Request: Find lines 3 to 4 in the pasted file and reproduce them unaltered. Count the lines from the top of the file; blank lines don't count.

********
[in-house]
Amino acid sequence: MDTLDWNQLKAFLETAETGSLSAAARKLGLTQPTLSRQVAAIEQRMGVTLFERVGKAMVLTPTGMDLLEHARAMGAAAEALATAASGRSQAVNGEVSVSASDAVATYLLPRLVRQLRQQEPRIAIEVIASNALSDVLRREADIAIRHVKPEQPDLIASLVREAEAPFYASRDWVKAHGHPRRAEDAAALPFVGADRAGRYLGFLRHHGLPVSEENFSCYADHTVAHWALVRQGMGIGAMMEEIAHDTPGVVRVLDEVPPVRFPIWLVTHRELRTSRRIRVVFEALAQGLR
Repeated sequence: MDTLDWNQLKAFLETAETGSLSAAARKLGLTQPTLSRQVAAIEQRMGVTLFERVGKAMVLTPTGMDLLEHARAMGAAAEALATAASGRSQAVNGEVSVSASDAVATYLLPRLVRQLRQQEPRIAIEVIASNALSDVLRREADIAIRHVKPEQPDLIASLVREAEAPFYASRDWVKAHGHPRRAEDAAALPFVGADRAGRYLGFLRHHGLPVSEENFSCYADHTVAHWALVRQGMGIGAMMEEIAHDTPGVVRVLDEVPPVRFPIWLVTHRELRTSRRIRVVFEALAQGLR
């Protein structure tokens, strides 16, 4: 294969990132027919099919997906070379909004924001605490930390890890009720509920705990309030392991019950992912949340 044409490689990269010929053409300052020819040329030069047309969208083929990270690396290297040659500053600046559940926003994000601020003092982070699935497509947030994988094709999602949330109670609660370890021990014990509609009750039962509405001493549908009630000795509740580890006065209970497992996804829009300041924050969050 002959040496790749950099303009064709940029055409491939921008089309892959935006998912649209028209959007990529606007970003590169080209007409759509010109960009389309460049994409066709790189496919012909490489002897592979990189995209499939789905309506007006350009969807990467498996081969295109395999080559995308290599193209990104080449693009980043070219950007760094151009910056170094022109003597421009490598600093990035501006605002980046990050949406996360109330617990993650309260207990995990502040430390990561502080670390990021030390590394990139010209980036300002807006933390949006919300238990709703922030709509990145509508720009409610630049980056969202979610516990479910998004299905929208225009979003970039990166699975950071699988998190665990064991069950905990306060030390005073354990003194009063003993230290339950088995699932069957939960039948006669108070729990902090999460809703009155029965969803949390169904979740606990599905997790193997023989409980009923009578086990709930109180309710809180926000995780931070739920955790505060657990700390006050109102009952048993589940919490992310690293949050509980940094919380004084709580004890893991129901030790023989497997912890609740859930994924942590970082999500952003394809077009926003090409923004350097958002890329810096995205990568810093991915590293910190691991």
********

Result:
Repeated sequence: MDTLDWNQLKAFLETAETGSLSAAARKLGLTQPTLSRQVAAIEQRMGVTLFERVGKAMVLTPTGMDLLEHARAMGAAAEALATAASGRSQAVNGEVSVSASDAVATYLLPRLVRQLRQQEPRIAIEVIASNALSDVLRREADIAIRHVKPEQPDLIASLVREAEAPFYASRDWVKAHGHPRRAEDAAALPFVGADRAGRYLGFLRHHGLPVSEENFSCYADHTVAHWALVRQGMGIGAMMEEIAHDTPGVVRVLDEVPPVRFPIWLVTHRELRTSRRIRVVFEALAQGLR
């Protein structure tokens, strides 16, 4: 294969990132027919099919997906070379909004924001605490930390890890009720509920705990309030392991019950992912949340 044409490689990269010929053409300052020819040329030069047309969208083929990270690396290297040659500053600046559940926003994000601020003092982070699935497509947030994988094709999602949330109670609660370890021990014990509609009750039962509405001493549908009630000795509740580890006065209970497992996804829009300041924050969050 002959040496790749950099303009064709940029055409491939921008089309892959935006998912649209028209959007990529606007970003590169080209007409759509010109960009389309460049994409066709790189496919012909490489002897592979990189995209499939789905309506007006350009969807990467498996081969295109395999080559995308290599193209990104080449693009980043070219950007760094151009910056170094022109003597421009490598600093990035501006605002980046990050949406996360109330617990993650309260207990995990502040430390990561502080670390990021030390590394990139010209980036300002807006933390949006919300238990709703922030709509990145509508720009409610630049980056969202979610516990479910998004299905929208225009979003970039990166699975950071699988998190665990064991069950905990306060030390005073354990003194009063003993230290339950088995699932069957939960039948006669108070729990902090999460809703009155029965969803949390169904979740606990599905997790193997023989409980009923009578086990709930109180309710809180926000995780931070739920955790505060657990700390006050109102009952048993589940919490992310690293949050509980940094919380004084709580004890893991129901030790023989497997912890609740859930994924942590970082999500952003394809077009926003090409923004350097958002890329810096995205990568810093991915590293910190691991």